Toronto-based speech-voice pathologist and singing voice scientist, Aaron Low, works together with ENT physician, Dr. Alex Osborn at Toronto’s The Voice Clinic to help each of their patients improve their voice.
Whether you’re a school teacher, lawyer or opera singer, you need your voice to last without faltering and it can be tricky to pinpoint exactly what it going on when the tool that you rely on starts to feel weak.
In this video, Low demonstrates how to correctly warm up your voice while strengthening it and he also teaches us why we shouldn’t take a deep chest breath before beginning to speak or sing.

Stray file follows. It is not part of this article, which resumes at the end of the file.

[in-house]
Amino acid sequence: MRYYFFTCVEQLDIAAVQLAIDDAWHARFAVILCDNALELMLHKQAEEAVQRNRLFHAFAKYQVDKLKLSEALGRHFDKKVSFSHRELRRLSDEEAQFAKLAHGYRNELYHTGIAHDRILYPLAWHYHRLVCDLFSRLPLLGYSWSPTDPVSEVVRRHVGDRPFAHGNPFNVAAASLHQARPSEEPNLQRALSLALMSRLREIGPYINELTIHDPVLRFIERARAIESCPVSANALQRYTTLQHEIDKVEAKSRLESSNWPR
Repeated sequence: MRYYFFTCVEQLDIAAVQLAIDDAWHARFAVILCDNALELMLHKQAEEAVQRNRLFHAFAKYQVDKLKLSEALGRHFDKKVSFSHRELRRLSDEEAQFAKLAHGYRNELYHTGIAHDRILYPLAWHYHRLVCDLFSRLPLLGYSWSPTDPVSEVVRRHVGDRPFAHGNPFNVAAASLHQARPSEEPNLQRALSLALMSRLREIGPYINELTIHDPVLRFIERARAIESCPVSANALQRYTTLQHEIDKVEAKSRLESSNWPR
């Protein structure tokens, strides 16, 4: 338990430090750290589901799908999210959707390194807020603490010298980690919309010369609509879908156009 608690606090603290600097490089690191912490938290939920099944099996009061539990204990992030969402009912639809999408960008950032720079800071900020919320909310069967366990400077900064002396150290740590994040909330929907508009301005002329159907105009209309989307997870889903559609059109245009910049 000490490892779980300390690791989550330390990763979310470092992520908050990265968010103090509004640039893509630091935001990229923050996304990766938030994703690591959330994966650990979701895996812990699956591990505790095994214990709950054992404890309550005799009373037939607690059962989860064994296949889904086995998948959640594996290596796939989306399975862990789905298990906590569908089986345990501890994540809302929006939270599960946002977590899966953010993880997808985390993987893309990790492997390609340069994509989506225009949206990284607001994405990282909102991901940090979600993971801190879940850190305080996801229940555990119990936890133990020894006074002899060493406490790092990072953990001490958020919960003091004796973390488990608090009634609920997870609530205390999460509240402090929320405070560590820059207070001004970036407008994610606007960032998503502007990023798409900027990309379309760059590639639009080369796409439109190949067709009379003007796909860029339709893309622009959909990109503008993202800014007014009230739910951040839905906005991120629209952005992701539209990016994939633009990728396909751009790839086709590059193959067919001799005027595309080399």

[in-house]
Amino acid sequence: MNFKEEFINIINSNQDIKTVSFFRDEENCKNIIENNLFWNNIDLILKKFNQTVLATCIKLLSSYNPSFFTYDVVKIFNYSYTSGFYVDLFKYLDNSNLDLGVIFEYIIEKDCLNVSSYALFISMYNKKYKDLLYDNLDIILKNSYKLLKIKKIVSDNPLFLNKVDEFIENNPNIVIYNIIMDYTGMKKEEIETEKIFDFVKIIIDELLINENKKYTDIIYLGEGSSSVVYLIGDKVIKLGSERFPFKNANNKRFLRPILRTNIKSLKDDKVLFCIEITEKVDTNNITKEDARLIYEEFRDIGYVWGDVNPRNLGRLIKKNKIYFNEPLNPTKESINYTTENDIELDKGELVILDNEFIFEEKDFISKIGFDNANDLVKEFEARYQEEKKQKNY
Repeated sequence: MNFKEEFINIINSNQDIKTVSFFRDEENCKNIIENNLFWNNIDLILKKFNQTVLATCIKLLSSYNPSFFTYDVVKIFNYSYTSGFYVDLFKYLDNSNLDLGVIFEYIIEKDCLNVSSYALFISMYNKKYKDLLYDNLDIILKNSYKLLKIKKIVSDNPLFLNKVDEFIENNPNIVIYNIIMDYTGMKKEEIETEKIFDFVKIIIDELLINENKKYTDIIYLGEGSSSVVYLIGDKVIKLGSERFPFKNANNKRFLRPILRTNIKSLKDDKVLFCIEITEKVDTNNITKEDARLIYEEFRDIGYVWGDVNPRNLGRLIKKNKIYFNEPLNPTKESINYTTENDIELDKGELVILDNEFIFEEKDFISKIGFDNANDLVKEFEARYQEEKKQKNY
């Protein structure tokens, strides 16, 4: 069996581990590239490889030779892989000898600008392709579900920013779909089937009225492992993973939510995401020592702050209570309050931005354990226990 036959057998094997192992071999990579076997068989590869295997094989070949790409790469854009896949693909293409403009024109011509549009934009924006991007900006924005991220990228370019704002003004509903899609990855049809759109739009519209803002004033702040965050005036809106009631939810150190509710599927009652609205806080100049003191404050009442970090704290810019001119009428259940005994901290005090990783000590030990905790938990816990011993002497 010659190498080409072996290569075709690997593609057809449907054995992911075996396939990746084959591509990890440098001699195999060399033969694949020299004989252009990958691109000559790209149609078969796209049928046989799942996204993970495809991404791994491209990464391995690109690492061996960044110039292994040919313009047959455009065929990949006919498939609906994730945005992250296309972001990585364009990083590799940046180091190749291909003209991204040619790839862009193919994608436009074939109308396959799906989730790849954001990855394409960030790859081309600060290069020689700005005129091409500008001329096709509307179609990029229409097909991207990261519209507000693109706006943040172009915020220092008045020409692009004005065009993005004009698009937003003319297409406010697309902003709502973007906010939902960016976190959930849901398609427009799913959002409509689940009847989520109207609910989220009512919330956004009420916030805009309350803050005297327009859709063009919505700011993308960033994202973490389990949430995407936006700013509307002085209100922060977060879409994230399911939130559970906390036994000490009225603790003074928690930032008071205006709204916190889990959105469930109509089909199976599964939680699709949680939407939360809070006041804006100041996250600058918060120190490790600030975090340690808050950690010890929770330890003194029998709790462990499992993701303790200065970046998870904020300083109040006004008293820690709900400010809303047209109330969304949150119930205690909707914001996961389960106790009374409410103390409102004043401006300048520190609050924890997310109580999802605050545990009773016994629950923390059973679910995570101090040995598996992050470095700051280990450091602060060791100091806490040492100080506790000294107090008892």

“When somebody steps up to a podium and they take a breath and it comes up into their ribcage … your throat tightens,” Low explained. “Your voice box says, ‘I’ve got to hold on now.’ It’s very much like blowing up a balloon.”
He continued, “When you blow up a balloon, it has an elastic recoil. Your ribcage has a recoil. If you were squeaking the neck of [an inflated] balloon, that would be like speaking or singing on a chest breath.”
Learn more about Aaron Low, Dr. Alex Osborn and The Voice Clinic by heading here.